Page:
According to the most recent Times Higher Education world university rankings, Australian universities have started to slip, and Asian universities are on the rise. Education is our biggest international service export – mostly to Asian students who pay far more to study than Australian citizens. If we stop being demonstrably superior to our geographical competitors it won’t just be our education system that stalls, but our economy as well.
In place of real subjects, sandstone universities like my alma mater, the University of Adelaide, have adopted nonsense courses in the hope of keeping students ‘engaged’.
The English Literature department now offers Workplace Writing, which promises to ‘develop skills in creating effective public presentations’ (read: ‘make your own powerpoint’). There’s something Kafkaesque about a literature course which verses people in the language of bureaucracy. Indeed, there’s something Kafkaesque about English departments full of students who wouldn’t understand what ‘Kafkaesque’ means.
Looking for something a little more intellectual? Why not try 1960s: From Beats to Bongs, in which a week is devoted to studying The Beatles’ Help! (because, one assumes, Sgt. Peppers was too highbrow, and The White Album might be deemed a smidge racist). From Beats To Bongs also begs the question; was it titled clumsily, or does the course really only cover subjects ranging alphabetically from BE – BO? Where is the wisdom we have lost in knowledge? Where is the knowledge we have lost in allowing the non-scholastic to study the liberal arts?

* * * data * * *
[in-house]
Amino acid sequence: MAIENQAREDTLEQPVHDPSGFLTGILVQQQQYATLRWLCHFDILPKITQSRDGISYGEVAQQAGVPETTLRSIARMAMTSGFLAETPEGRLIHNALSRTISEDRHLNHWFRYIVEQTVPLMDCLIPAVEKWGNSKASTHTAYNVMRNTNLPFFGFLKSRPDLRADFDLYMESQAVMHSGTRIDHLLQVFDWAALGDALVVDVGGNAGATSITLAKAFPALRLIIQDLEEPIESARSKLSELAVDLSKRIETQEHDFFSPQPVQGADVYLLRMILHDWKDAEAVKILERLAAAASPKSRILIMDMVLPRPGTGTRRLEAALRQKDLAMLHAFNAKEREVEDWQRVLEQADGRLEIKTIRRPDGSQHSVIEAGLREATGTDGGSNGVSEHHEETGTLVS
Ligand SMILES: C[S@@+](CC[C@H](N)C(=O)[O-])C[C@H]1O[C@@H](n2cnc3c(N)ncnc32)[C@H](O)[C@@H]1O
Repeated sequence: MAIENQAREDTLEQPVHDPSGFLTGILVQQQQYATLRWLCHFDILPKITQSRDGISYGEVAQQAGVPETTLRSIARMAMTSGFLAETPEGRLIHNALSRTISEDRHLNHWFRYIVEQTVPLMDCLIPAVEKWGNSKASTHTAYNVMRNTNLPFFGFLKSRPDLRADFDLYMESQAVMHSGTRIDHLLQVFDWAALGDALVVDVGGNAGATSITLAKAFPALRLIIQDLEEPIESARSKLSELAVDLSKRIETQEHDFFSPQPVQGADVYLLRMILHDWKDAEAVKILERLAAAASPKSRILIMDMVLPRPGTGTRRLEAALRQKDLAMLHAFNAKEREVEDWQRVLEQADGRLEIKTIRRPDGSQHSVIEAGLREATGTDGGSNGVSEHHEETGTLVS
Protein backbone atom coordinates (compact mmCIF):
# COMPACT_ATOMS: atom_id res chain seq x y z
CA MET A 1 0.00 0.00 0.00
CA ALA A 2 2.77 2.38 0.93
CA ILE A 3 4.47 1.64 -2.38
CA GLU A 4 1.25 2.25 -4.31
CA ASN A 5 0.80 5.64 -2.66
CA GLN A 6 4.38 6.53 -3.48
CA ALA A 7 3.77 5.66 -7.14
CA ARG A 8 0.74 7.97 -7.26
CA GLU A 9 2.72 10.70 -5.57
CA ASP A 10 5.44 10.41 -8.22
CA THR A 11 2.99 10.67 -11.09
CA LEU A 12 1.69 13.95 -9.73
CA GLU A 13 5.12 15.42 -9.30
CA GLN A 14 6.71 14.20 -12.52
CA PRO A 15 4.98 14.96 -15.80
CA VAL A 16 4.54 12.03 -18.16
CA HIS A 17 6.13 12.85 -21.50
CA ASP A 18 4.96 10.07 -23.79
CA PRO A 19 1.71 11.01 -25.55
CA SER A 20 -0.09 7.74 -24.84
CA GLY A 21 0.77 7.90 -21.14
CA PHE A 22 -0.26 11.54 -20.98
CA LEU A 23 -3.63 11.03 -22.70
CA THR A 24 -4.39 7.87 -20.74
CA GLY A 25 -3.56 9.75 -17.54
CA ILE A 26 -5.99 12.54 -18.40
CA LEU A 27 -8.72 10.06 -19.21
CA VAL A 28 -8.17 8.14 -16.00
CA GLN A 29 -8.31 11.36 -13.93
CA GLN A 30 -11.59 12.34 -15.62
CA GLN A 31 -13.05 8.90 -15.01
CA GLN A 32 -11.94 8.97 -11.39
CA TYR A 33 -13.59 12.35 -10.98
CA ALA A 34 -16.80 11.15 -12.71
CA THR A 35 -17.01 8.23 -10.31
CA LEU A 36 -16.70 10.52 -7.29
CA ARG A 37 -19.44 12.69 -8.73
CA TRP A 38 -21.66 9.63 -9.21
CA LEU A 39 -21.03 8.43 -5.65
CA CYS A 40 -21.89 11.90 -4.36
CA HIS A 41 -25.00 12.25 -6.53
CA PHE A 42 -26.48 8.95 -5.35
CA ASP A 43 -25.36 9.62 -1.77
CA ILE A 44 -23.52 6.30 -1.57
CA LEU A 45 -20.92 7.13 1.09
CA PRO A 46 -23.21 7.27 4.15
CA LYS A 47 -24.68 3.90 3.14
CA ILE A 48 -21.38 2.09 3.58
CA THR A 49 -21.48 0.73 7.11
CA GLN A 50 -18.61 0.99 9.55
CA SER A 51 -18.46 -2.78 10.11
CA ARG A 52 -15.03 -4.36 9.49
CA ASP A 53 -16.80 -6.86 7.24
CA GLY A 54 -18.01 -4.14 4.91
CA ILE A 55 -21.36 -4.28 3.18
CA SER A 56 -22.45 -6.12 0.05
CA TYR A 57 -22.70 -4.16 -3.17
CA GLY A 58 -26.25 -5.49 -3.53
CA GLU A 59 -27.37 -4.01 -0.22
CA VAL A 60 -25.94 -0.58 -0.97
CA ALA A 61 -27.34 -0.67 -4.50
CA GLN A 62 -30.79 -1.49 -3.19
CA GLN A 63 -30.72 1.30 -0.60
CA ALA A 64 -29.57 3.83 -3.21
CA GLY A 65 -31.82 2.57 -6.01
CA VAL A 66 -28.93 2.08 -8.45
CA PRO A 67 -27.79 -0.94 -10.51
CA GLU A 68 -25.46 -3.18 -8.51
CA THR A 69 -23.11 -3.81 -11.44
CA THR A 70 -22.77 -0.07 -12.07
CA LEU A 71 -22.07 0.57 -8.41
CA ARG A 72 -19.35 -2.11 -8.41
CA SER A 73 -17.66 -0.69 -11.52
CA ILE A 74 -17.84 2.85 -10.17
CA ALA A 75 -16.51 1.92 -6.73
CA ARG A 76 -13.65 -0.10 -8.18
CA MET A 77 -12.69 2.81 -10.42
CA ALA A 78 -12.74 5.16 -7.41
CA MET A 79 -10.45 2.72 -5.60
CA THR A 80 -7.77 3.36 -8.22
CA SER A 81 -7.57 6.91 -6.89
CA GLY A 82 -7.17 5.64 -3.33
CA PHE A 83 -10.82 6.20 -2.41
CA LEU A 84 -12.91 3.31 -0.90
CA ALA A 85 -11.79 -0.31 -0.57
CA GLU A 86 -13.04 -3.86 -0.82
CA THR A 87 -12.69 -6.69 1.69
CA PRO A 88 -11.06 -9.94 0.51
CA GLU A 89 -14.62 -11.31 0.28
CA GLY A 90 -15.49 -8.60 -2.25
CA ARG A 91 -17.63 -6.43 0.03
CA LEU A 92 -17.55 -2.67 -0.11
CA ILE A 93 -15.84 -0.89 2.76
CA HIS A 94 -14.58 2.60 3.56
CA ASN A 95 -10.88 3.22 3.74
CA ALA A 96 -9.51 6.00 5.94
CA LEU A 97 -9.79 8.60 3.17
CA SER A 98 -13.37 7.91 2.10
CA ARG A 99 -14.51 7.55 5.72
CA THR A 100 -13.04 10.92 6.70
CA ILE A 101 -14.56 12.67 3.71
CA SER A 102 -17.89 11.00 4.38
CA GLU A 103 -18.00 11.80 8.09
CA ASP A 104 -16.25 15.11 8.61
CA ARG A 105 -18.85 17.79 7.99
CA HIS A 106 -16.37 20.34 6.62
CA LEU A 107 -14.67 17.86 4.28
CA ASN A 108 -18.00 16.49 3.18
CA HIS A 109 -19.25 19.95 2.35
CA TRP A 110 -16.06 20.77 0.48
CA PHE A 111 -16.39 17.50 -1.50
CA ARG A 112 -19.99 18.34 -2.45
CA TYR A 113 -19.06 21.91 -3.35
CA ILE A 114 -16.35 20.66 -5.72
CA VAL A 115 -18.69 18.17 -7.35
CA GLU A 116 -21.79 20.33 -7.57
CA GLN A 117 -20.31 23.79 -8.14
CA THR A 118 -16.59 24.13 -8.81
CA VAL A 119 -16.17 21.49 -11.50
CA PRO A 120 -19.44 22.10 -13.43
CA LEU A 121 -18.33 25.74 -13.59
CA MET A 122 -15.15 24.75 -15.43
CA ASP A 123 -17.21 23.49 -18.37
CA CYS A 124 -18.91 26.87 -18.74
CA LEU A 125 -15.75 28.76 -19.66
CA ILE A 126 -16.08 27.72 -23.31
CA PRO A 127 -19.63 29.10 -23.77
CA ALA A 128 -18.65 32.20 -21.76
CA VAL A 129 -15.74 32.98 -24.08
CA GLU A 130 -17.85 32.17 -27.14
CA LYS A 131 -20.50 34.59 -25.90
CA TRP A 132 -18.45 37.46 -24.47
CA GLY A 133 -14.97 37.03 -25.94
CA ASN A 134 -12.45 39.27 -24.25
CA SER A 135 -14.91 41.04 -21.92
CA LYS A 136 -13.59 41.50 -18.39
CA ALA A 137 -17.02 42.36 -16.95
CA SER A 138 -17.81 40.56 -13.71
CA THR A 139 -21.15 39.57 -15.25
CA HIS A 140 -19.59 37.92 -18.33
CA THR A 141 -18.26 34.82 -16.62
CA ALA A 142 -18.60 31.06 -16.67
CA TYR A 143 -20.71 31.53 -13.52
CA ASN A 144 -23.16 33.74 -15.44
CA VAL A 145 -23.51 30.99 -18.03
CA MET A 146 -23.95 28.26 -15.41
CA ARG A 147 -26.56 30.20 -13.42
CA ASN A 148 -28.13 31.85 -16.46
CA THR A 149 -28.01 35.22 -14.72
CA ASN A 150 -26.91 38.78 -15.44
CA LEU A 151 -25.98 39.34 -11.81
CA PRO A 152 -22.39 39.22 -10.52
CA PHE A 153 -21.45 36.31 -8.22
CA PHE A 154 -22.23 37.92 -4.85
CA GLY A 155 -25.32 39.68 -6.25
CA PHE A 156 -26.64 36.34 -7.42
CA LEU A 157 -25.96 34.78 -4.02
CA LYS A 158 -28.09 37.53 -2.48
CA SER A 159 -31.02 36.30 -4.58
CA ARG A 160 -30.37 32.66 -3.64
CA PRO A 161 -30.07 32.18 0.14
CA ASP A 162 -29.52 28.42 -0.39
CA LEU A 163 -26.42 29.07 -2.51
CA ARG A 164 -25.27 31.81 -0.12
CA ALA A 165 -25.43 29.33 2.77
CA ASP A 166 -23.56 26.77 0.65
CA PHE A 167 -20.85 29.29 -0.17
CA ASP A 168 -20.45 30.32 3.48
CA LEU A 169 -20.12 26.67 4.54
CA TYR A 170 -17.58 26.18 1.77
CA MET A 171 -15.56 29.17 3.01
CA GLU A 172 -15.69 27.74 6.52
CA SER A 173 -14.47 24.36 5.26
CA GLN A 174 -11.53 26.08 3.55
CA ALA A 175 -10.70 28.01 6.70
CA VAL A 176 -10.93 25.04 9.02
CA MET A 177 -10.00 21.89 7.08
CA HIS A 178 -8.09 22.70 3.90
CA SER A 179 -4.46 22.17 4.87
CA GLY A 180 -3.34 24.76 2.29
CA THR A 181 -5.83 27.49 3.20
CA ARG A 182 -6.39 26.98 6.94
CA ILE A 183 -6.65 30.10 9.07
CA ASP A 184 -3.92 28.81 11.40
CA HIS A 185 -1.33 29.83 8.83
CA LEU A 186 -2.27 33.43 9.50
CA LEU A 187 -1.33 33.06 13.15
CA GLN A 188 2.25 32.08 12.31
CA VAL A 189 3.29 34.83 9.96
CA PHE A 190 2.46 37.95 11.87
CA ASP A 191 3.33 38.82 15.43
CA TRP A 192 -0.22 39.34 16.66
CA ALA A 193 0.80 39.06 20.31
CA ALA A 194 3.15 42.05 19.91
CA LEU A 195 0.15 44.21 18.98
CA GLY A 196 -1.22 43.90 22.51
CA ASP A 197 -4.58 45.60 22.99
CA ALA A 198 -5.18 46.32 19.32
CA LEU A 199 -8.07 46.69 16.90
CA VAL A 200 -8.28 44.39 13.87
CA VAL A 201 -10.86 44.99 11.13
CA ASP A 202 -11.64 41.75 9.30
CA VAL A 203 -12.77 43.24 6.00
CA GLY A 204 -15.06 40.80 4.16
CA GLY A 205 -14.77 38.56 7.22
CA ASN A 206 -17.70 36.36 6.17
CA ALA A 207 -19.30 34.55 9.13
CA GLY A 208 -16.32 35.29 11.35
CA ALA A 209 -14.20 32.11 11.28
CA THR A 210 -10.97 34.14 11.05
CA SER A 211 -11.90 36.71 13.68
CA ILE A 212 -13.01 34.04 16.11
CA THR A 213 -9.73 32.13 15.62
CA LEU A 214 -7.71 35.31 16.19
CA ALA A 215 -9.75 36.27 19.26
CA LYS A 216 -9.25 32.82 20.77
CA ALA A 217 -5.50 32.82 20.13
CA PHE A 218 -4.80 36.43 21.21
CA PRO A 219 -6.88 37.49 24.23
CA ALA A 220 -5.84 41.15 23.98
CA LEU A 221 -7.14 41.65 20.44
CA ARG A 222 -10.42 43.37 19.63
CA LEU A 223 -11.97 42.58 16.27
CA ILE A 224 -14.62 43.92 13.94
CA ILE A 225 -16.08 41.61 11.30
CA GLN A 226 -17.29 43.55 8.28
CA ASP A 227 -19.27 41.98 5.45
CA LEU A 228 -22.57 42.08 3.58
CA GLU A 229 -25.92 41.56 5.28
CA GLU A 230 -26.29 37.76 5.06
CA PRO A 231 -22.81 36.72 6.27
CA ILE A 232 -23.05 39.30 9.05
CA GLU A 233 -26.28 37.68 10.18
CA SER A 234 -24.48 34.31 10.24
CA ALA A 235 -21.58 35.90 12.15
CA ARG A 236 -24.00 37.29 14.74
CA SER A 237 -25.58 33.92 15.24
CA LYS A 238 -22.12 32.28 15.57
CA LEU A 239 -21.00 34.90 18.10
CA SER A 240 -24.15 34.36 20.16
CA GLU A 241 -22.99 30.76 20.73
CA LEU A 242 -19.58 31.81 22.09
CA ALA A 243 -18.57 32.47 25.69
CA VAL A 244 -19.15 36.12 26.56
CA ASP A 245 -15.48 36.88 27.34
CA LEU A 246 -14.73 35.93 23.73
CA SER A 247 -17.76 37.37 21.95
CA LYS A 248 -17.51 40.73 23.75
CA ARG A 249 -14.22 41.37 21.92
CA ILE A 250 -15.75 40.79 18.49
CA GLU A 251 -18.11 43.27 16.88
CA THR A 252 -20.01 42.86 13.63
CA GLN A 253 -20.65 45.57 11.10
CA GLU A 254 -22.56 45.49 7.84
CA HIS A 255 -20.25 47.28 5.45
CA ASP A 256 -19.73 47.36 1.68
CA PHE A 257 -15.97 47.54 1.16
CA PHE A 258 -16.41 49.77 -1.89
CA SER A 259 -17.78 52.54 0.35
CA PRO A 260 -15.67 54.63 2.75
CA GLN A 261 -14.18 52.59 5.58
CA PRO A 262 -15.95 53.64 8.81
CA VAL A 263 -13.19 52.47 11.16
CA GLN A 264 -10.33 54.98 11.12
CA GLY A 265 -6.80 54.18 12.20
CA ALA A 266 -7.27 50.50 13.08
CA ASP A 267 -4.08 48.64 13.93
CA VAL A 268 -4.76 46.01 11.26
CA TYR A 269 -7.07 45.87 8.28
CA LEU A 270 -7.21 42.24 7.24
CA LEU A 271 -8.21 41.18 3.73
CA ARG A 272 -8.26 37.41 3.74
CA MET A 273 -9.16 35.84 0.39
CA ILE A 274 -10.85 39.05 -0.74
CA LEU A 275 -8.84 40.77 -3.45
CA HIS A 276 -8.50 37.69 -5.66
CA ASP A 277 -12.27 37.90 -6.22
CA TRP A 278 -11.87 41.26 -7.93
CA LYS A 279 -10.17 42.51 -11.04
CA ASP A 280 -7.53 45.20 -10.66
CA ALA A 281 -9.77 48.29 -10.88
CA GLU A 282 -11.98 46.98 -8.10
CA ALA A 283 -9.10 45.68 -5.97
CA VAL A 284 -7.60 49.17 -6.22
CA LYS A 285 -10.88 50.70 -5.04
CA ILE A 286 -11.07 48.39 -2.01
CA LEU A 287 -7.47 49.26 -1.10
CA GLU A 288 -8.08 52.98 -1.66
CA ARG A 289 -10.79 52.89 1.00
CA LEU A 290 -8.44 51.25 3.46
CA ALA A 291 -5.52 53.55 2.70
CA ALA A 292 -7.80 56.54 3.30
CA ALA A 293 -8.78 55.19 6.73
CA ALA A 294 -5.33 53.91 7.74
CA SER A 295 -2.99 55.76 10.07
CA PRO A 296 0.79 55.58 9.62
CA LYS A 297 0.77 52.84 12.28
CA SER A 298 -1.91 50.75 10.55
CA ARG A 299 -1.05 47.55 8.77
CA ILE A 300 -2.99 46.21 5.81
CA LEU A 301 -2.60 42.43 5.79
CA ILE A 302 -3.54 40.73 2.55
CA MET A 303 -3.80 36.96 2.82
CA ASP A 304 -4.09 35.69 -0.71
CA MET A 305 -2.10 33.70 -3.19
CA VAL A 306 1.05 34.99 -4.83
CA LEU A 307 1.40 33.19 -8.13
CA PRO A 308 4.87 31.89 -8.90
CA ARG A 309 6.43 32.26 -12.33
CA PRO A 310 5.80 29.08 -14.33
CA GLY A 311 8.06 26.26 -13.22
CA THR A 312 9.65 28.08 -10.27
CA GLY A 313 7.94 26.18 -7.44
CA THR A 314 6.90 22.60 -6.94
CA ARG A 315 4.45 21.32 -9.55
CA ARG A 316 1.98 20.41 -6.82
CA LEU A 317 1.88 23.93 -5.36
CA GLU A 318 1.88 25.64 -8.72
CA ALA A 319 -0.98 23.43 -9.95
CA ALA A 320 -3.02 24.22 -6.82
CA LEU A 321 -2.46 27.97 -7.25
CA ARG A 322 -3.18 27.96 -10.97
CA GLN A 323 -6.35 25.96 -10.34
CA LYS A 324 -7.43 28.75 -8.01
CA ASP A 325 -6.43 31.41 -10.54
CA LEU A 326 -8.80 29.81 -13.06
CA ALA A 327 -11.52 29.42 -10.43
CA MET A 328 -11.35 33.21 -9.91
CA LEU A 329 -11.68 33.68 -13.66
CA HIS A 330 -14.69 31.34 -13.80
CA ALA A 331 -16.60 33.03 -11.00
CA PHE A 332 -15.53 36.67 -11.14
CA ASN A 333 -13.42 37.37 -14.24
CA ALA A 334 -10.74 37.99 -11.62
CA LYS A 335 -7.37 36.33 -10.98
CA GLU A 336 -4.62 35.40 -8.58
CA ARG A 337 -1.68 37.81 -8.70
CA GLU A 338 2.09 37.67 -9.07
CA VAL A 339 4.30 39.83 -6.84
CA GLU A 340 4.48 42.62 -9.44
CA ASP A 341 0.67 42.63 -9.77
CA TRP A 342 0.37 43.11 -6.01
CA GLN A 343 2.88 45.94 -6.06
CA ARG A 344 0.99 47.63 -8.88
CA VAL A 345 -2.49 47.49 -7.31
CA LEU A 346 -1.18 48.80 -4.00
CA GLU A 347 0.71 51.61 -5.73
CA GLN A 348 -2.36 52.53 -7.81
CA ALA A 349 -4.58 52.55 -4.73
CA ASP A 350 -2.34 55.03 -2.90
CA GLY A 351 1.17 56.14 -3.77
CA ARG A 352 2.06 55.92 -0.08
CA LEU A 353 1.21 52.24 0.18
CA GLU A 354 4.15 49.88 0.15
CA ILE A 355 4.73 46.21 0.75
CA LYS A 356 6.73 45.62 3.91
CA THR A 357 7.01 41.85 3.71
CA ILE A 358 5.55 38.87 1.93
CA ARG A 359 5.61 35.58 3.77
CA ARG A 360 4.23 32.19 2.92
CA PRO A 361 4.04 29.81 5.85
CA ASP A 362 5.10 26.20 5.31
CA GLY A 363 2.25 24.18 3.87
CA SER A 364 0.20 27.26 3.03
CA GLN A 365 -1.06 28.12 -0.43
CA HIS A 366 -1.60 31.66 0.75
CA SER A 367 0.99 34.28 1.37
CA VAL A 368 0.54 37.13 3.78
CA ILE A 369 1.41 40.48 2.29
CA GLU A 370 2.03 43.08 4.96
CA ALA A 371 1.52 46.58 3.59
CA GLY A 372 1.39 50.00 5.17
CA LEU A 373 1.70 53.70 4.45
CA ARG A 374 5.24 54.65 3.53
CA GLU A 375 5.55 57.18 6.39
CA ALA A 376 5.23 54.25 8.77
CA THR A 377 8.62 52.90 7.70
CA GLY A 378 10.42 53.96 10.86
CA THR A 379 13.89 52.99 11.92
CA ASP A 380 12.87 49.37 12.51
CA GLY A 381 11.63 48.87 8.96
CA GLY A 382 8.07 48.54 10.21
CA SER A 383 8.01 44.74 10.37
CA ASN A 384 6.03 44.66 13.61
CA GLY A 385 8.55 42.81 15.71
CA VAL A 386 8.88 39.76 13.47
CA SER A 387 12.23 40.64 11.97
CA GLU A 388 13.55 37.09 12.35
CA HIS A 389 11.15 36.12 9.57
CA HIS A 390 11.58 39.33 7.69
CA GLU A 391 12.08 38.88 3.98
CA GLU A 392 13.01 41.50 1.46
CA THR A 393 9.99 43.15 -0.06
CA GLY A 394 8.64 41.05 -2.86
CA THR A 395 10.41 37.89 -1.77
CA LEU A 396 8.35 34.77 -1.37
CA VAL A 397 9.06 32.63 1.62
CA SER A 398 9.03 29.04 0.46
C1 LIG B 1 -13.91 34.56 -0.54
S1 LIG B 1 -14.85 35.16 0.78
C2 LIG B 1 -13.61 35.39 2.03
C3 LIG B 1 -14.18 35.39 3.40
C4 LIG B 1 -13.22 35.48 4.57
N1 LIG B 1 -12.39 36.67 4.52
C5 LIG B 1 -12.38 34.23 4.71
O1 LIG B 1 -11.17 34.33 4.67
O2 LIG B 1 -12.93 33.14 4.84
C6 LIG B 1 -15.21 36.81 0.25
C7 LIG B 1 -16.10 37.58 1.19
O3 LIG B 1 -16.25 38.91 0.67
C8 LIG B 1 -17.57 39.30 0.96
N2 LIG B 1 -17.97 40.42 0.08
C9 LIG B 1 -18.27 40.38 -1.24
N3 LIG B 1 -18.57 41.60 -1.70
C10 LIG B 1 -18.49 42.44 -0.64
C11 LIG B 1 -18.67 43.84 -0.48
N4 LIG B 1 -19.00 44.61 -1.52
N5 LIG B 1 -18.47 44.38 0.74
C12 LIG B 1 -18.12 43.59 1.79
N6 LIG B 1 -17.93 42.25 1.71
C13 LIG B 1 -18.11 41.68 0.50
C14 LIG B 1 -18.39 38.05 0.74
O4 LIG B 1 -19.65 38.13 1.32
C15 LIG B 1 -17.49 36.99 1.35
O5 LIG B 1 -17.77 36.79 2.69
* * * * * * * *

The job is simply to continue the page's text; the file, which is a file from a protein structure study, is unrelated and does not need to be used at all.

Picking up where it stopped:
The observation that university faculties are faltering isn’t new. In 1987, Allan Bloom’s The Closing of the American Mind made the case that higher education was failing western democracies. He argued that post-modern culture was doing away with the canon, that moral relativism had spread like the plague, and that the academy was failing to drill crucial lessons into the best and brightest.